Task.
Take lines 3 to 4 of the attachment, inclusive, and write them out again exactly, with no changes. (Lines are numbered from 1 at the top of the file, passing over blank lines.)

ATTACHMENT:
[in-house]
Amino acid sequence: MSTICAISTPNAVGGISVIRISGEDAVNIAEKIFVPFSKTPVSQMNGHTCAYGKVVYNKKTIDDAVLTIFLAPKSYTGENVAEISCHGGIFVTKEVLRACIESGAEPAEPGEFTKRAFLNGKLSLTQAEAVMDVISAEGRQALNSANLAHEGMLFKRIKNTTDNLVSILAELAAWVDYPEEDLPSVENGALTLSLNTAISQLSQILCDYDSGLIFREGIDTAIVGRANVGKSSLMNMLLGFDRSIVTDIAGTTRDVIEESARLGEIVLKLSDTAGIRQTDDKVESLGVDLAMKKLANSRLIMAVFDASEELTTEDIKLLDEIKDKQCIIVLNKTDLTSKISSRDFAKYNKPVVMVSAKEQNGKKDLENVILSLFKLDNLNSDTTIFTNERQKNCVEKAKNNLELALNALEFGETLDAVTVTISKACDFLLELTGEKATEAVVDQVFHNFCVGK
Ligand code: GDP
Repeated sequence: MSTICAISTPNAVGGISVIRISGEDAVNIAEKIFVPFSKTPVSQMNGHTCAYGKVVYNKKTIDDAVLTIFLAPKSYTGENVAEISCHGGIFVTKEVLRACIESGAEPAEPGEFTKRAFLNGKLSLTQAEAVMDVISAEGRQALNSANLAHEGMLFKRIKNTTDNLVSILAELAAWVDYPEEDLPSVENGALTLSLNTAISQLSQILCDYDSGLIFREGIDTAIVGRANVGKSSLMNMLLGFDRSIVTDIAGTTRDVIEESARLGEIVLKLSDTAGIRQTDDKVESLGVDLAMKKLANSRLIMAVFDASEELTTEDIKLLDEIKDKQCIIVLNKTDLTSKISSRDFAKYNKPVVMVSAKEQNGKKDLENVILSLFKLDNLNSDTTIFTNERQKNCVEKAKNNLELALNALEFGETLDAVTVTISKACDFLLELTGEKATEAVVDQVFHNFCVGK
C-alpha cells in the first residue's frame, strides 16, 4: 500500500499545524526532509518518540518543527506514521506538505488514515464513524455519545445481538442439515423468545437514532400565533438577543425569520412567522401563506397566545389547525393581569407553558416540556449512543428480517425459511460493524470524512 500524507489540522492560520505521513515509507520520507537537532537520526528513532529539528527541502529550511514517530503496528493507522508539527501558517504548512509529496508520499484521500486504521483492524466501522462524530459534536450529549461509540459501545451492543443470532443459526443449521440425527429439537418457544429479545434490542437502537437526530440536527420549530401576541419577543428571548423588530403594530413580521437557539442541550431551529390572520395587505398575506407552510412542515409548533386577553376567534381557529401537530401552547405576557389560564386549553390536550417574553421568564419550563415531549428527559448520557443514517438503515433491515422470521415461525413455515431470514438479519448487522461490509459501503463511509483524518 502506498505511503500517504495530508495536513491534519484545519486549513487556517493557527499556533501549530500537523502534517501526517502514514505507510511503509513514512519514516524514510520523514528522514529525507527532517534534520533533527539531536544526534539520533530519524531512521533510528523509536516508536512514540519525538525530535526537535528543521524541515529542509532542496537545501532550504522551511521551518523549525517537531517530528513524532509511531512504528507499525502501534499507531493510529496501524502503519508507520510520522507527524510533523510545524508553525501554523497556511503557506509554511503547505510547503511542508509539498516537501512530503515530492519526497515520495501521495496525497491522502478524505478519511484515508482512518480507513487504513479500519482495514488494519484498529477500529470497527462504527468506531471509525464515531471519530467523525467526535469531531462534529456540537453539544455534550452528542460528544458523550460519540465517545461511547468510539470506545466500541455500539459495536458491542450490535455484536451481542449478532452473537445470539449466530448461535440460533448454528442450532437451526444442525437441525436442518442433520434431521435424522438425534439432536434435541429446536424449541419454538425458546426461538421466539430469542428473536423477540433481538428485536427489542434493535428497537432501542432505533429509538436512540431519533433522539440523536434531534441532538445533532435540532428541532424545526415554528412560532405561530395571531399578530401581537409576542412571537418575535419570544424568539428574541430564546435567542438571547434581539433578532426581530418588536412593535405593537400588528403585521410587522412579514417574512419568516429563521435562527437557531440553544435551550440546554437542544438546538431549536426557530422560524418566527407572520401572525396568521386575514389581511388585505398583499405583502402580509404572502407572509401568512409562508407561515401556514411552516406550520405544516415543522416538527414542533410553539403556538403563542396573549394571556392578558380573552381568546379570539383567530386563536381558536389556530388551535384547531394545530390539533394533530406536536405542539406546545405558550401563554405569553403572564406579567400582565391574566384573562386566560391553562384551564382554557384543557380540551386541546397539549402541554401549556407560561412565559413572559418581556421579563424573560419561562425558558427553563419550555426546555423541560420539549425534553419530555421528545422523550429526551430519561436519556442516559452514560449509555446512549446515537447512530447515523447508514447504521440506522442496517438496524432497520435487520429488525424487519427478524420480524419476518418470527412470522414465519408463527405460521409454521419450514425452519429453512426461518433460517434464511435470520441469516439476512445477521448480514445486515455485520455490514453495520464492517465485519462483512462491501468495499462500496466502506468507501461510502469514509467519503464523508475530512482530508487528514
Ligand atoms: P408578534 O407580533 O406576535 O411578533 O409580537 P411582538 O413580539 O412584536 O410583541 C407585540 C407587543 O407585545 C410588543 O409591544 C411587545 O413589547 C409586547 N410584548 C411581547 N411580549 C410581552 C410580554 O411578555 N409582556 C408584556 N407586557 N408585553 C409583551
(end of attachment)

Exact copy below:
Ligand code: GDP
Repeated sequence: MSTICAISTPNAVGGISVIRISGEDAVNIAEKIFVPFSKTPVSQMNGHTCAYGKVVYNKKTIDDAVLTIFLAPKSYTGENVAEISCHGGIFVTKEVLRACIESGAEPAEPGEFTKRAFLNGKLSLTQAEAVMDVISAEGRQALNSANLAHEGMLFKRIKNTTDNLVSILAELAAWVDYPEEDLPSVENGALTLSLNTAISQLSQILCDYDSGLIFREGIDTAIVGRANVGKSSLMNMLLGFDRSIVTDIAGTTRDVIEESARLGEIVLKLSDTAGIRQTDDKVESLGVDLAMKKLANSRLIMAVFDASEELTTEDIKLLDEIKDKQCIIVLNKTDLTSKISSRDFAKYNKPVVMVSAKEQNGKKDLENVILSLFKLDNLNSDTTIFTNERQKNCVEKAKNNLELALNALEFGETLDAVTVTISKACDFLLELTGEKATEAVVDQVFHNFCVGK